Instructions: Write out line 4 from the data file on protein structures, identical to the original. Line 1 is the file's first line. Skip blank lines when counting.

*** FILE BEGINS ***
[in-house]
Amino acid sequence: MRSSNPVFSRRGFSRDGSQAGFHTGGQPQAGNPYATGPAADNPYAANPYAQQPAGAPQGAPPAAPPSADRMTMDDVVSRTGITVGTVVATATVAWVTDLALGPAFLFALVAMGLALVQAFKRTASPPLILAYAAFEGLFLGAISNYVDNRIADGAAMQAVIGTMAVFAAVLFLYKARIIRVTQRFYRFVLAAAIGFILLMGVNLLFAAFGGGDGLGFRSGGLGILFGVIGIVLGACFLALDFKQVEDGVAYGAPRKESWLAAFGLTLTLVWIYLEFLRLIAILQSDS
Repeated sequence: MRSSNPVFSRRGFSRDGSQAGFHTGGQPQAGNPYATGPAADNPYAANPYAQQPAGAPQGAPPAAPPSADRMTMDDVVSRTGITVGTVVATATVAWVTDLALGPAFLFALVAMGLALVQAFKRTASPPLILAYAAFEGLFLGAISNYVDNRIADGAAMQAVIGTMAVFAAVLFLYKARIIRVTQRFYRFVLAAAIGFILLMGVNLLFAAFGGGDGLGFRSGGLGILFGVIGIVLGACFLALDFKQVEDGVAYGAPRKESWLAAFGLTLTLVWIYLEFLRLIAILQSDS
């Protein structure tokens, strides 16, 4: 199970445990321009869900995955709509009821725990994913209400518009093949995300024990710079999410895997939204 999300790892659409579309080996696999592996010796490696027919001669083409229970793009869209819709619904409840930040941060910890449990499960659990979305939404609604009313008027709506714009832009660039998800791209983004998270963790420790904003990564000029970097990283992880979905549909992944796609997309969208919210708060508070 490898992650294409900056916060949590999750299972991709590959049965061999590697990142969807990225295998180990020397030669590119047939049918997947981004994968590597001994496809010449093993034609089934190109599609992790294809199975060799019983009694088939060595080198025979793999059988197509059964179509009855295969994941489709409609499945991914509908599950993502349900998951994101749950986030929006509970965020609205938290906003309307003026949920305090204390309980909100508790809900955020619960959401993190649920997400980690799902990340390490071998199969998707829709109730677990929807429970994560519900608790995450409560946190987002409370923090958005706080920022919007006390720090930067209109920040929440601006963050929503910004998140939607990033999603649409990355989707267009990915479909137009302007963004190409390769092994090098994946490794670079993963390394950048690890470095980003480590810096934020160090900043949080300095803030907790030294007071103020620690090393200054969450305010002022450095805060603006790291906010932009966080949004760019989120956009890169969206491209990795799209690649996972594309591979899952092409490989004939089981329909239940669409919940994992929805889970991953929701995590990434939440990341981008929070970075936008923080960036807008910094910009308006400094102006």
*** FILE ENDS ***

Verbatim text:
């Protein structure tokens, strides 16, 4: 199970445990321009869900995955709509009821725990994913209400518009093949995300024990710079999410895997939204 999300790892659409579309080996696999592996010796490696027919001669083409229970793009869209819709619904409840930040941060910890449990499960659990979305939404609604009313008027709506714009832009660039998800791209983004998270963790420790904003990564000029970097990283992880979905549909992944796609997309969208919210708060508070 490898992650294409900056916060949590999750299972991709590959049965061999590697990142969807990225295998180990020397030669590119047939049918997947981004994968590597001994496809010449093993034609089934190109599609992790294809199975060799019983009694088939060595080198025979793999059988197509059964179509009855295969994941489709409609499945991914509908599950993502349900998951994101749950986030929006509970965020609205938290906003309307003026949920305090204390309980909100508790809900955020619960959401993190649920997400980690799902990340390490071998199969998707829709109730677990929807429970994560519900608790995450409560946190987002409370923090958005706080920022919007006390720090930067209109920040929440601006963050929503910004998140939607990033999603649409990355989707267009990915479909137009302007963004190409390769092994090098994946490794670079993963390394950048690890470095980003480590810096934020160090900043949080300095803030907790030294007071103020620690090393200054969450305010002022450095805060603006790291906010932009966080949004760019989120956009890169969206491209990795799209690649996972594309591979899952092409490989004939089981329909239940669409919940994992929805889970991953929701995590990434939440990341981008929070970075936008923080960036807008910094910009308006400094102006």